Bacteria at super-resolution

A new method that couples microfluidics and super-resolution microscopy to image live bacteria at unsurpassed spatial and temporal resolutions has been developed. Uniquely, this technology considerably improves cell stability, allows for long time-lapse imaging and completely eliminates chromatic aberrations.

HFSP Career Development Award holder Marcelo Nollmann and Young Investigator Grant holder Tam Mignot and colleagues
authored on Tue, 11 February 2014

Bacteria have evolved complex, highly-coordinated, multi-component cellular engines to achieve high degrees of efficiency in processes such as chromosome segregation during cell division and sporulation. Studying the cellular localization, dynamics and architecture of the molecular complexes involved in these processes is essential for understanding their function and mechanism. Conventional fluorescence microscopy techniques enable non-invasive observation of protein organization in live cells with high specificity. However, due to intrinsic limitations introduced by the diffraction of light, the maximum resolution achievable with these techniques (~250nm) remains comparable to the size of bacteria cell (typically 1-2µm). Probing the localization and architecture of bacterial machineries that are only several nanometers large is therefore impossible.

Recent advances in fluorescence microscopy have led to the development of several conceptually independent ‘super-resolution’ techniques with higher resolution than the diffraction limit. Among them, single-molecule based super-resolution techniques (smSRM) such as PALM or STORM achieve the highest resolution (20-40nm) and are compatible with in-vivo imaging, making them ideal to investigate bacterial machineries at the nanometer precision. These methods rely on the stochastic photo-activation and localization of thousands of single emitters in order to reconstruct a high-resolution image. The acquisition process being rather long (~min), smSRM require long-term stability of samples and high signal-to-noise-ratios, difficult conditions to meet with traditional immobilization methods such as agarose pads.

Figure: Bacteria at super-resolution

To address this problem, we developed a simple, easy to implement and inexpensive method in which cells are functionalized to a microfluidics device and fluorophores are injected and imaged sequentially. This method has several advantages over traditional methods (ie. Agarose pads), as it permits the long-term immobilization of cells and proper correction of drift with a precision below 5nm over several tens of minutes. Chromatic aberrations caused by the use of different filter sets can be avoided using the sequential injection of fluorescent dye. And the flat immobilization of cells on the surface is ensured by the combination of proper surface chemistry (poly-L-Lysine or Chitosan) and the application of constant flow force thanks to the fluidics. In addition, different surface chemistries can be used to immobilize bacteria and image them at different time-scales to follow structural changes such as cell division. At last, we introduce an automated cell detection and image analysis procedure that can be used to obtain cell-to-cell, single-molecule localization and dynamic heterogeneity as well as average properties at the super-resolution level.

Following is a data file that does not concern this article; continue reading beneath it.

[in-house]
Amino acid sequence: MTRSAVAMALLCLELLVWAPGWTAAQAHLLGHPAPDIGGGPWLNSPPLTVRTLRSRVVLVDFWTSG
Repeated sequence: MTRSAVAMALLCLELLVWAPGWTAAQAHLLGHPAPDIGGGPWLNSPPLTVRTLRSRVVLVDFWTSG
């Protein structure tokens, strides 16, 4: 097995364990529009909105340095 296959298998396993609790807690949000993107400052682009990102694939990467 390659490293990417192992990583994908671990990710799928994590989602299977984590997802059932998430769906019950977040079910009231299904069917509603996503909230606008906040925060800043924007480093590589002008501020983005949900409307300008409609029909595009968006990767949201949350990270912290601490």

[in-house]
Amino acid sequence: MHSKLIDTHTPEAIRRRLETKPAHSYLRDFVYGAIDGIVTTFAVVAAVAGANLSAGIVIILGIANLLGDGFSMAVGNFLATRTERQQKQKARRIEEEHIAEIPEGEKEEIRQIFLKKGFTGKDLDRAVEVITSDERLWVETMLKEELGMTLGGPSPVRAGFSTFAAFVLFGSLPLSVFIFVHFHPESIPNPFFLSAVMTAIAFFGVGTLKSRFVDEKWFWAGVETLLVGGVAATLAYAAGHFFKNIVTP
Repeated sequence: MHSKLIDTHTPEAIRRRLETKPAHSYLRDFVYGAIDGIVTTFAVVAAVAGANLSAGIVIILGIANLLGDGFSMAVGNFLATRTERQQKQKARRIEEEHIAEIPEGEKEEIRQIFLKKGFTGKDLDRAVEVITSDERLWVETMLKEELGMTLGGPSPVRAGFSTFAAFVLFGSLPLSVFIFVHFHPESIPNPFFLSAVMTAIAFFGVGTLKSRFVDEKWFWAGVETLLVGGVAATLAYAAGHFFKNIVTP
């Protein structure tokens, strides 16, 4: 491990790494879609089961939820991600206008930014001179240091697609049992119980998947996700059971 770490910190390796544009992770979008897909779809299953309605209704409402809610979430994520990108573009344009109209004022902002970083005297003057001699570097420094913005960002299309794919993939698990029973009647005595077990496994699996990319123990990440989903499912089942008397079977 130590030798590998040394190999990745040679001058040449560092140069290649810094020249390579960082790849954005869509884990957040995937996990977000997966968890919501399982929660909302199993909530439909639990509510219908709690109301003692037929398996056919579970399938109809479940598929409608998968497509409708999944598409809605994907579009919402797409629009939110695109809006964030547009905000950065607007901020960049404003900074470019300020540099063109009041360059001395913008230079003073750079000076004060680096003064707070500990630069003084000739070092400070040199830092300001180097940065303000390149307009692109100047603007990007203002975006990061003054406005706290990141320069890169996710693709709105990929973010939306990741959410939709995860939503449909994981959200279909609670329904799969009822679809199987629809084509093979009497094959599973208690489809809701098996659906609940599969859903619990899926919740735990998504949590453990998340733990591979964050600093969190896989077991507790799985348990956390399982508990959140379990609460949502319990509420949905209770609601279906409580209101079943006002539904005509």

This microfluidics device was successfully used to study the localization and assembly of the DNA transporter SpoIIIE during Bacillus Subtilis sporulation. Moreover, we demonstrate that it is perfectly suited to other microscopy techniques such as Total Internal Reflection Microscopy (TIRM), Structured Illumination (3D-SIM) and two-photon microscopy.     

Reference

Super-resolution imaging of bacteria in a microfluidics device. Cattoni DI, Fiche JB, Valeri A, Mignot T, Nöllmann M. Plos ONE. 2013 doi: 10.1371/journal.pone.0076268. eCollection 2013.

Pubmed link